The Biden Administration’s pause on January 27, 2021 on oil and gas leasing on federally-managed public lands provides a necessary opportunity to scrutinize the leasing program. CWF welcomes this pause. Many parcels that BLM has leased during the past several years have been in severe winter range, production areas and migration corridors relied upon by big game for their survival. In addition, parcels in priority greater sage grouse habitat have been leased or offered for lease after the former administration tried to set aside the 2015 grouse conservation plans. Further, in some areas of the state, BLM has leased or offered parcels that have low oil and gas development potential but important wildlife values such as bighorn sheep severe winter winter and production (birthing areas).
Earlier on January 21, 2021:
BLM acting director Scott de la Vega has placed a 60-day moratorium on oil and gas leasing and permitting on public lands on January 20 pursuant to Interior Secretarial Order 3395 which temporarily suspends its departments including BLM from issuing “any onshore…fossil fuel authorization, including but not limited to a lease, amendment to a lease, affirmative extension of a lease, contract or other agreement or permit to drill…..”
This Order also temporarily suspends BLM’s authority “To issue, revise, or amend Resource Management Plans….” This includes BLM’s authority to issue a final Eastern Colorado Resource Management Plan – which includes South Park. Although the draft plan for the South Park portion is relatively positive for wildlife and streams, CWF believes numerous provisions in the draft should be improved.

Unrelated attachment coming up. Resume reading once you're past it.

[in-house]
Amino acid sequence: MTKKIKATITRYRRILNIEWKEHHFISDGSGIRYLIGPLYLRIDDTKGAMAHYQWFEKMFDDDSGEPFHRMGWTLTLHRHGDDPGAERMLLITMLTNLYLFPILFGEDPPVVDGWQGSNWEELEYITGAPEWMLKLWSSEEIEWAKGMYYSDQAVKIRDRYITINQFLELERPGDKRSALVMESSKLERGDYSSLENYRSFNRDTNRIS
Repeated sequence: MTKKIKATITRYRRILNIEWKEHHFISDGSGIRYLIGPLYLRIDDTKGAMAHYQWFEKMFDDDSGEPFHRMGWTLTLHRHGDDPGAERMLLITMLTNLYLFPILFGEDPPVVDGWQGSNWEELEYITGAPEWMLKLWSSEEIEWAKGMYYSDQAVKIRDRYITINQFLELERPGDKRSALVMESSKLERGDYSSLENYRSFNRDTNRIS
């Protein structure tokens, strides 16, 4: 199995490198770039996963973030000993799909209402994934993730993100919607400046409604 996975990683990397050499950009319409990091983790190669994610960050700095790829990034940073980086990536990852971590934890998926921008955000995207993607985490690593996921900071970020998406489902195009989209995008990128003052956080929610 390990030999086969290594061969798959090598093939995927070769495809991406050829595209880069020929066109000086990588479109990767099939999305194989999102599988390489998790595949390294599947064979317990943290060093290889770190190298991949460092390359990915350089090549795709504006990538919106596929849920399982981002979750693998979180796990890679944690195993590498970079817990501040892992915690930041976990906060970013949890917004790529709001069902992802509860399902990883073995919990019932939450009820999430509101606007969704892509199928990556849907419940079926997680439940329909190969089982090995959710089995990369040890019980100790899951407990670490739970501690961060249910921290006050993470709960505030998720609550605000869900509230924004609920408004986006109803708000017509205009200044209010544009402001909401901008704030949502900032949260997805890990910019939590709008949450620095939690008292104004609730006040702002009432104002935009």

President Biden is expected to issue an executive order very soon that will require a review of the former administration’s plans for greater sage grouse habitat. The former administration had weakened the protections that were in the 2015 plans for Colorado and other western states. Under the 2015 Colorado plan, Bureau of Land Management (BLM) was required to prioritize oil and gas leasing outside of greater sage grouse’s priority management and general management habitats. In 2019 BLM issued amendments to this plan. But a federal district court enjoined the BLM from implementing its amendments, restoring the 2015 plans pending adjudication on the merits. BLM has not yet developed an acceptable approach for evaluating prioritization outside of greater sage grouse habitat.
Numerous other decisions by the Department of Interior will undergo review as well.